4. impactlandscaping

    impactlandscaping LawnSite Silver Member
    Posts: 2,332

    Adam, mine is take it off the trailer, put it in the garage, use it to mow my own lawn with next year. Next spring we are 21" free baby!!!
  5. fga

    fga LawnSite Silver Member
    Posts: 2,449

    if i did away with my 21's... i'd go from 80 down to 2 accounts. :rolleyes:
    the thing is, "I" did away with the 21's this year, but my worker didn't. :) i don't think i touched it until he migrated back home in October. :realmad: for the last few weeks, i've gotten refamiliarized with it. :help:
  6. bugspit

    bugspit LawnSite Senior Member
    Posts: 769

    add or replace the fuel filter.

    I add "fuel stabilizer" to the fuel tank and run it on my last mowing, then fill the tank full, clean and store.

    Leaving an empty tank will collect moisture.

    I also use anti-seize on the blade bolt after resharpening.
  7. tiedeman

    tiedeman LawnSite Fanatic
    from earth
    Posts: 8,745

    the one that I have, which I haven't used in 5 months, I will:

    change the spark plug
    change air filter
    change oil
    sharpen blades and/or change it
    clean and wax the mower
    clean out under the deck
    check up on pull rope to see if it needs to be replaced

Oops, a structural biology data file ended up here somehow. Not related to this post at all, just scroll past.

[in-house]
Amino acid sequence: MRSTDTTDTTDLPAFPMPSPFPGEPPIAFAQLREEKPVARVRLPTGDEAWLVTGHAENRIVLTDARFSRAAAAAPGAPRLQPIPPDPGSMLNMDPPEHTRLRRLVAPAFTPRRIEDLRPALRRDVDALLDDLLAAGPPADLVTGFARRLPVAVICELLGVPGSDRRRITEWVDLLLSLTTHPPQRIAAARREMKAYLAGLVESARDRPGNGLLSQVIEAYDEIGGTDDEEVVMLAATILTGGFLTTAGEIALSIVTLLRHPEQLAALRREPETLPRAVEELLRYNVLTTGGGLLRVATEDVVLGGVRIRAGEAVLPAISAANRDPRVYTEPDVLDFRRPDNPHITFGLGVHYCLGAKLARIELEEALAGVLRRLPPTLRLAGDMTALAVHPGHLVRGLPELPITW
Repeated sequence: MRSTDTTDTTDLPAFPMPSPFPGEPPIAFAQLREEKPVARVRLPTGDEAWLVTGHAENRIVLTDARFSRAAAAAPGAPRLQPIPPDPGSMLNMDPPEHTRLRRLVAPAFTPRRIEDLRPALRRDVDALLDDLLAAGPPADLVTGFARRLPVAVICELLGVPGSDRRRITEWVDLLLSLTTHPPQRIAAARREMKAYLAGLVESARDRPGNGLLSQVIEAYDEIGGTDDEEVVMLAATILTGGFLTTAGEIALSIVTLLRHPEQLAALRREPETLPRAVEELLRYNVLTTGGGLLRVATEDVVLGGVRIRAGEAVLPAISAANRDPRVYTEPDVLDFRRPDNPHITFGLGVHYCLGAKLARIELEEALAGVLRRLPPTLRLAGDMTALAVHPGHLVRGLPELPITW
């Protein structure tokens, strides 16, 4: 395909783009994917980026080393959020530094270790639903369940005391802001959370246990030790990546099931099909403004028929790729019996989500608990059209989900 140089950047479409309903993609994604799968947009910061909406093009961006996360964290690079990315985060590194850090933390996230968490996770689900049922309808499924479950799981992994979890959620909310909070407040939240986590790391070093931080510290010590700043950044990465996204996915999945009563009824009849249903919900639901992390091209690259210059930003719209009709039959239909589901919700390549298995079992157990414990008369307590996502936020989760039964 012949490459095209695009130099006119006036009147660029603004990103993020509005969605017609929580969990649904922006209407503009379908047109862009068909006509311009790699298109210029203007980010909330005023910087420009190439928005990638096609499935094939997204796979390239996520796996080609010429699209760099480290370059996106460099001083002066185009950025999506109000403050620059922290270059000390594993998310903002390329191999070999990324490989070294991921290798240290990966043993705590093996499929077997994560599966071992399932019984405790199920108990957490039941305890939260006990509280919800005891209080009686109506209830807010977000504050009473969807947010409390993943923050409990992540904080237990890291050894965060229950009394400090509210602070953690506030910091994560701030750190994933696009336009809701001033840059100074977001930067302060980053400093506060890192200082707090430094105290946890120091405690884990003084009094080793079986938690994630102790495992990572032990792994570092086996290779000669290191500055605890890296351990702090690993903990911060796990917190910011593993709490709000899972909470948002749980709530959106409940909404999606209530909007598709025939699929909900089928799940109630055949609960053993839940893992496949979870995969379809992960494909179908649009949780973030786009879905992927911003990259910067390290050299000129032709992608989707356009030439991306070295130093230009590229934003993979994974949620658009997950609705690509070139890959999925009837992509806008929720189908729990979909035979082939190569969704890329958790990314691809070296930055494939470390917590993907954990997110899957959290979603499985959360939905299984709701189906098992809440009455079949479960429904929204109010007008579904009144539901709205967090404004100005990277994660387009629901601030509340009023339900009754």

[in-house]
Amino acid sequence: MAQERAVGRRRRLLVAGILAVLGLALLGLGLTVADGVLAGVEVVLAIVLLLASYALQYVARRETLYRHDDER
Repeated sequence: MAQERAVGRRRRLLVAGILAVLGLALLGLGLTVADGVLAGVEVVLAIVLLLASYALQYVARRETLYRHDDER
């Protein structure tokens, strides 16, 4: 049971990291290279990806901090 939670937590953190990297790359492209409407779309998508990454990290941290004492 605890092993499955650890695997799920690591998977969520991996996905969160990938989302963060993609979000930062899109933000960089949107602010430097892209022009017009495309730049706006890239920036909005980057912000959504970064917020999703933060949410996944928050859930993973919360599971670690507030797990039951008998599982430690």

run fuel stabilizer through it
  8. mtdman

    mtdman LawnSite Gold Member
    Posts: 3,137

    Only thing I do to any of my mowers is make sure they are greased well, add fuel stabilizer, and shove to the back to make room for the snow blowers. I do all the maint in the spring.

  9. arpat2

    arpat2 LawnSite Member
    from NJ
    Posts: 35

    Anti-Seize is some great stuff. I use it on almost everything.
  10. Empty the Gas Tank:
    Unused gas left in a mower over the winter can get stale, gumming up the carburetor and inviting rust. First, add fuel stabilizer to the tank, then run the mower to distribute it through the system. Turn the mower off and allow the engine to cool, then siphon excess gas into a clean can. ( You can put this gas in your car, provided it hasn't been mixed with oil.) Restart the mower and run it until it stops; repeat until the engine no longer starts and the fuel lines are empty.

    Disconnect the Spark Plug:
    Before continuing with the remaining maintenance steps, it's very important that you disconnect the spark plug to prevent the mower from kick-starting accidentally, which could lead to serious injury.